You can find alternative and complementary therapists in Belgium. The most popular treatments include the following:
However, public health insurance doesn’t officially reimburse these treatments. You can also cover some treatments if a qualified professional carries them out. Private companies usually insure alternative medicine, but not as part of the basic package. You will have to pay for the additional coverage.
Belgian medical schools do not teach alternative medicine; therefore, students must gain qualifications at specialist schools and colleges. Therapists should belong to a regulatory body or association like the Belgian Acupuncture Federation.
What should you do in an emergency in Belgium?
The Belgian emergency numbers are:
- Medical service: 100
- Emergency doctor: 1307
- On-call pharmacy: 0900 10 500 / 070 66 0160 (fees may apply)
Call the pan-European emergency number 112 (or 114 hearing assisted), free of charge from any phone, for any life-threatening situation. When you call, they need to know the type of emergency, the address, and the number of people in danger.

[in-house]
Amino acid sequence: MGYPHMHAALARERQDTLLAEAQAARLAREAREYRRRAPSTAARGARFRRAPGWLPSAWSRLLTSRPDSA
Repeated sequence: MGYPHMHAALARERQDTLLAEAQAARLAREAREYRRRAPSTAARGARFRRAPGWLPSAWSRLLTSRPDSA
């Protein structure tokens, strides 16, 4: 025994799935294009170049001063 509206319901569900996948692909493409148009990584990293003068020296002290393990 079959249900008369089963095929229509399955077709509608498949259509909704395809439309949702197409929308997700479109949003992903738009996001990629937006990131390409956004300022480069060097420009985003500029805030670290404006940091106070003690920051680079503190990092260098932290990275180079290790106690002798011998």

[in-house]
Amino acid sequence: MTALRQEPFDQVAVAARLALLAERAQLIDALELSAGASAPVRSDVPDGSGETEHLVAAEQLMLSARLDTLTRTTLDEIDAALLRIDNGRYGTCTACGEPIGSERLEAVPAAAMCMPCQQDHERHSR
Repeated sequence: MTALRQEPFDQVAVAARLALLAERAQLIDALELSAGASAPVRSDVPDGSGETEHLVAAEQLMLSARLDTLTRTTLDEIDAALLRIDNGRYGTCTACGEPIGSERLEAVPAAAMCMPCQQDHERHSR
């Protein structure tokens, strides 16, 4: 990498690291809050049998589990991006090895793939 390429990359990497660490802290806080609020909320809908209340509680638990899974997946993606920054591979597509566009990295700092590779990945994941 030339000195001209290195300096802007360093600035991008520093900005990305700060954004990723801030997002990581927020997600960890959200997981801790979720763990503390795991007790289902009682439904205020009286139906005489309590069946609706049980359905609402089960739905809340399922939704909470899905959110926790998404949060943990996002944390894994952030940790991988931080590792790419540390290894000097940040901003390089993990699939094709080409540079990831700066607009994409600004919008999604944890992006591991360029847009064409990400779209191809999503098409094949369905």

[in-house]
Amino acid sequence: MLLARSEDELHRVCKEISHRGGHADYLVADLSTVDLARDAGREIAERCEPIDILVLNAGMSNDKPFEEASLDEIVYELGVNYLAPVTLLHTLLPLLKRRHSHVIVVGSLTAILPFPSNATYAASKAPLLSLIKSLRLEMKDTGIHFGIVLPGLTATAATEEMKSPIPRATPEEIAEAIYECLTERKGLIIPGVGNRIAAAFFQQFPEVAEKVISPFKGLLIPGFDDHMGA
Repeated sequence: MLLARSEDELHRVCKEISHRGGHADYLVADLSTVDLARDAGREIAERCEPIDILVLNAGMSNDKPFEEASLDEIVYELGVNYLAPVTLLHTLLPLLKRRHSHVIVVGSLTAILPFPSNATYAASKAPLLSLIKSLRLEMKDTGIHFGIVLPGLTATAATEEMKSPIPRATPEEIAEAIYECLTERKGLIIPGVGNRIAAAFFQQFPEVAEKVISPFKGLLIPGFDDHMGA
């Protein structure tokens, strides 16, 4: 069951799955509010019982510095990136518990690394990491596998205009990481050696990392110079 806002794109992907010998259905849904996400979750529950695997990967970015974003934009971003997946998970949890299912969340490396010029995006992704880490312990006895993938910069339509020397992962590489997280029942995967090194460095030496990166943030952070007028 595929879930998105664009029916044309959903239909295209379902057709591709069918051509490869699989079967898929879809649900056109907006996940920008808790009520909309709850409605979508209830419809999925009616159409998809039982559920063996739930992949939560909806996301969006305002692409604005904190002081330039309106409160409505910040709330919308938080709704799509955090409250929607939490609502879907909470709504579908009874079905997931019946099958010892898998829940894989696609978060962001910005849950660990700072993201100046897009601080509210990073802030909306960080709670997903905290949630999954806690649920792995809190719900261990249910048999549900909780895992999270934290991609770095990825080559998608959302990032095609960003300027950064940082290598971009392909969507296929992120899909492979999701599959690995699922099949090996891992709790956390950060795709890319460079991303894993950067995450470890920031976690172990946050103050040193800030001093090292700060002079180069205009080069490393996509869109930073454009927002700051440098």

An ambulance will take you to the nearest hospital. However, be aware that you will typically have to pay for this service unless you have special or private health insurance that covers this.
How do you make a complaint about Belgian healthcare?
Suppose you feel your rights as a patient were violated or that a healthcare provider acted in an unprofessional manner. In that case, your first step is to submit a complaint directly to that faculty or organization. This usually means seeking out a hospital or clinic’s ombudsman or complaints department.
Should you still have concerns or an unresolved issue after complaining directly to the provider, you can contact the authority regulating them. Depending on which region of Belgium you live in, you can submit a healthcare-related complaint to a different agency:
- Flanders: Zorg en Gezondheid (Agency for Care and Health) or Vlaams Patiëntenplatform (Flemish Patients’ Platform)
- Wallonia: Agence pour une Vie de Qualité (Agency for a Quality Life)
- Brussels: Federal Ombudsman Service for Patients’ Rights
- Federal Public Service Health, Food Chain Safety, and Environment – government agency responsible for Belgian healthcare
- Belgian Hospital Association – an official association of public hospitals across Belgium
- Belgian Social Security Office – government agency responsible for payments to social security and healthcare eligibility